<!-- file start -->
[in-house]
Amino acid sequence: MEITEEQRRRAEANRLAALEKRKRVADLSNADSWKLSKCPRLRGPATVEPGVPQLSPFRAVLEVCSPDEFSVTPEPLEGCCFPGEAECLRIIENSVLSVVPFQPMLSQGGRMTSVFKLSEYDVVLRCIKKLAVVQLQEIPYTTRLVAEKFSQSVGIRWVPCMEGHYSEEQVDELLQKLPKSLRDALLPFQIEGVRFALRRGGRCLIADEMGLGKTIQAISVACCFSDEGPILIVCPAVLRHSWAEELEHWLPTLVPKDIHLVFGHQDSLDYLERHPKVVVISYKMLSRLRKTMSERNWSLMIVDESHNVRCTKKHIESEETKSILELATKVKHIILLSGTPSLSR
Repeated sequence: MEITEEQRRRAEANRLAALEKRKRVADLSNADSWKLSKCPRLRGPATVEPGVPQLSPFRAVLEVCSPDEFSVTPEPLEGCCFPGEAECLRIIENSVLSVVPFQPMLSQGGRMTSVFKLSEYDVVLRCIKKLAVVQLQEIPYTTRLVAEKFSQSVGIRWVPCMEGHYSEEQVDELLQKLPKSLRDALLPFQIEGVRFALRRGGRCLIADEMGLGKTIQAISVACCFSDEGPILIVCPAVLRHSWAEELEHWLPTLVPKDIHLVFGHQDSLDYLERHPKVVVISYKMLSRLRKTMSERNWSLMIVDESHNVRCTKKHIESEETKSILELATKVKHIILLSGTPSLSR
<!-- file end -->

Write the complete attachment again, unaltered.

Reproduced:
[in-house]
Amino acid sequence: MEITEEQRRRAEANRLAALEKRKRVADLSNADSWKLSKCPRLRGPATVEPGVPQLSPFRAVLEVCSPDEFSVTPEPLEGCCFPGEAECLRIIENSVLSVVPFQPMLSQGGRMTSVFKLSEYDVVLRCIKKLAVVQLQEIPYTTRLVAEKFSQSVGIRWVPCMEGHYSEEQVDELLQKLPKSLRDALLPFQIEGVRFALRRGGRCLIADEMGLGKTIQAISVACCFSDEGPILIVCPAVLRHSWAEELEHWLPTLVPKDIHLVFGHQDSLDYLERHPKVVVISYKMLSRLRKTMSERNWSLMIVDESHNVRCTKKHIESEETKSILELATKVKHIILLSGTPSLSR
Repeated sequence: MEITEEQRRRAEANRLAALEKRKRVADLSNADSWKLSKCPRLRGPATVEPGVPQLSPFRAVLEVCSPDEFSVTPEPLEGCCFPGEAECLRIIENSVLSVVPFQPMLSQGGRMTSVFKLSEYDVVLRCIKKLAVVQLQEIPYTTRLVAEKFSQSVGIRWVPCMEGHYSEEQVDELLQKLPKSLRDALLPFQIEGVRFALRRGGRCLIADEMGLGKTIQAISVACCFSDEGPILIVCPAVLRHSWAEELEHWLPTLVPKDIHLVFGHQDSLDYLERHPKVVVISYKMLSRLRKTMSERNWSLMIVDESHNVRCTKKHIESEETKSILELATKVKHIILLSGTPSLSR